Definition of up to in English:

up to

phrase

  • 1As far as.

    ‘I could reach just up to his waist’
    • ‘The flood water reached up to the middle of the car wheels, seeping into our car floor and soaking the carpet in the car.’
    • ‘The shutters were firmly closed, but, as in many old houses, they did not reach right up to the very top of the window.’
    • ‘He walked across the frozen reservoir to retrieve his football but the ice gave way, plunging Luke into the water up to his waist.’
    • ‘The snow reached up to about the middle of my shins, and it was not dry snow, it was the same wet snow that had been falling the previous day and night.’
    • ‘As he tried to walk across the mud he began to sink after just 15 metres and was quickly stuck up to his waist.’
    • ‘I had boots that reached up to my knees.’
    • ‘After a journey of about ten minutes we could see ahead of us about a dozen people standing up to their waists in water.’
    1. 1.1 Until.
      ‘up to now I hadn't had a relationship’
      • ‘You are always trying to improve and it goes on right up to the day you stop playing.’
      • ‘If we have survived up to now what is stopping us from surviving in the future?’
      • ‘The frustrating thing is, we were doing alright up until then and were making good use of our extra player.’
      • ‘It traces the painter's adult life right up until his death in a car crash in 1956.’
      • ‘The events in that car make you readdress everything Ryan Phillipe's character has done up to that point.’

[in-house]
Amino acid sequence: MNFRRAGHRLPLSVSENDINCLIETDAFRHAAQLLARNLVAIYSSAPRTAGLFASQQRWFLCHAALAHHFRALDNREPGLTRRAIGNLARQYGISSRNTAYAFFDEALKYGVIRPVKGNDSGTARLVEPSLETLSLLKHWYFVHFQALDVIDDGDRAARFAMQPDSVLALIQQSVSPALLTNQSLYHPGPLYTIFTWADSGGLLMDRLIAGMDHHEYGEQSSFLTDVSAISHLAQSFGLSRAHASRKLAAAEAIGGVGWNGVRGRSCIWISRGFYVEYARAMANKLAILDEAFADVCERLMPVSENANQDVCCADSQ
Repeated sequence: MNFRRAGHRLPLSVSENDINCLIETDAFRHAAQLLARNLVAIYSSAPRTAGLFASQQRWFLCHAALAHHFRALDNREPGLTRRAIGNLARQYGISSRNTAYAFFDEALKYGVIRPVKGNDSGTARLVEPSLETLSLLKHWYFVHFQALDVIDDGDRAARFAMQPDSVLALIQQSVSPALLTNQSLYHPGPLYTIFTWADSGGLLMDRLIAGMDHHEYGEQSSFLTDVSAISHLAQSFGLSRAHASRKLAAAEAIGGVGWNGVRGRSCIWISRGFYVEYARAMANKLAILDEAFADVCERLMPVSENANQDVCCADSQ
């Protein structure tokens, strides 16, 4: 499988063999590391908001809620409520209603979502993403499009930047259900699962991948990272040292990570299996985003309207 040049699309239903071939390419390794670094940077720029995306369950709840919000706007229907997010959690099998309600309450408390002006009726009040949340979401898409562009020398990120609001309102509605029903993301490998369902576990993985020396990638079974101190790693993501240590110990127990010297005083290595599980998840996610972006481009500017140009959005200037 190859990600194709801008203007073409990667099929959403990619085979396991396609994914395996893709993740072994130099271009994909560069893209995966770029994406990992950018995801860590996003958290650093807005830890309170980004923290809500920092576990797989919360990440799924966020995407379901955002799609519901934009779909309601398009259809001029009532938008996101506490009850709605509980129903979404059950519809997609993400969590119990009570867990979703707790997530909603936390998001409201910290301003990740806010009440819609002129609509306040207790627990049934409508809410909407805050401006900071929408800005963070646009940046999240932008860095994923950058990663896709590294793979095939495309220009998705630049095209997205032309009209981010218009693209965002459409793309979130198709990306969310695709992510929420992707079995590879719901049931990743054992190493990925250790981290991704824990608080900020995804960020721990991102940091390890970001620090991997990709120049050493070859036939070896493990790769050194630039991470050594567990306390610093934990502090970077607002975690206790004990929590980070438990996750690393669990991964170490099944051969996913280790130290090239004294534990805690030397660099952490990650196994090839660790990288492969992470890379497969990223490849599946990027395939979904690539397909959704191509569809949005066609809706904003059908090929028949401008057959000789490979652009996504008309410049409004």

• ‘Sure, he thought he was Elvis, but he was a real trooper and was performing right up until the end.’
      • ‘Even better than that of the Victorian painter Augustus Leopold Egg, which was my favourite name up to now.’
      • ‘The autumn and winter months up until the middle of December are traditionally the best time for game.’
      • ‘No one guessed this was possible, at least up until a month ago, but it's going to take place, like it or not.’
      • ‘Thorne received his big break years ago, but up until now has traded on his youth.’
      till, up to, up till, up until, as late as, up to the time of, up to the time that, until such time as, pending
      before, prior to, previous to, up to, up until, till, up till, earlier than, in advance of, ante-, pre-
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  • 2Indicating a maximum amount.

    ‘the process is expected to take up to two years’
    • ‘After that the dealer earns his profit by adding on a margin of up to a maximum of 3 per cent.’
    • ‘She said the charity is hoping to secure up to 500,000 donor names on its Bone Marrow Register.’
    • ‘Corporations may deduct from income an amount up to the fair market value of the ecological gift.’
    • ‘The Lion's Mane, Britain's largest jellyfish species, can reach up to two metres in diameter.’
    • ‘Fragrance on a label can indicate the presence of up to 4,000 separate ingredients.’
    • ‘This is expected to reach up to 30 million kilowatts nationwide during peak times.’
    • ‘They cater for men and boys from the age of two upwards and have trousers and jeans up to a 62 in waist.’
    • ‘In order for a game to proceed, you need at least two people connected and up to a maximum of six.’
    • ‘The Board have offered to make a contribution to our cost up to a maximum of £50,000.’
    • ‘Supporters will have to foot the bill themselves and this could reach up to €900.’
  • 3with negative or in questions Good enough for.

    ‘I was not up to her standards’
    • ‘If they aren't up to standard, however, it could be a different story.’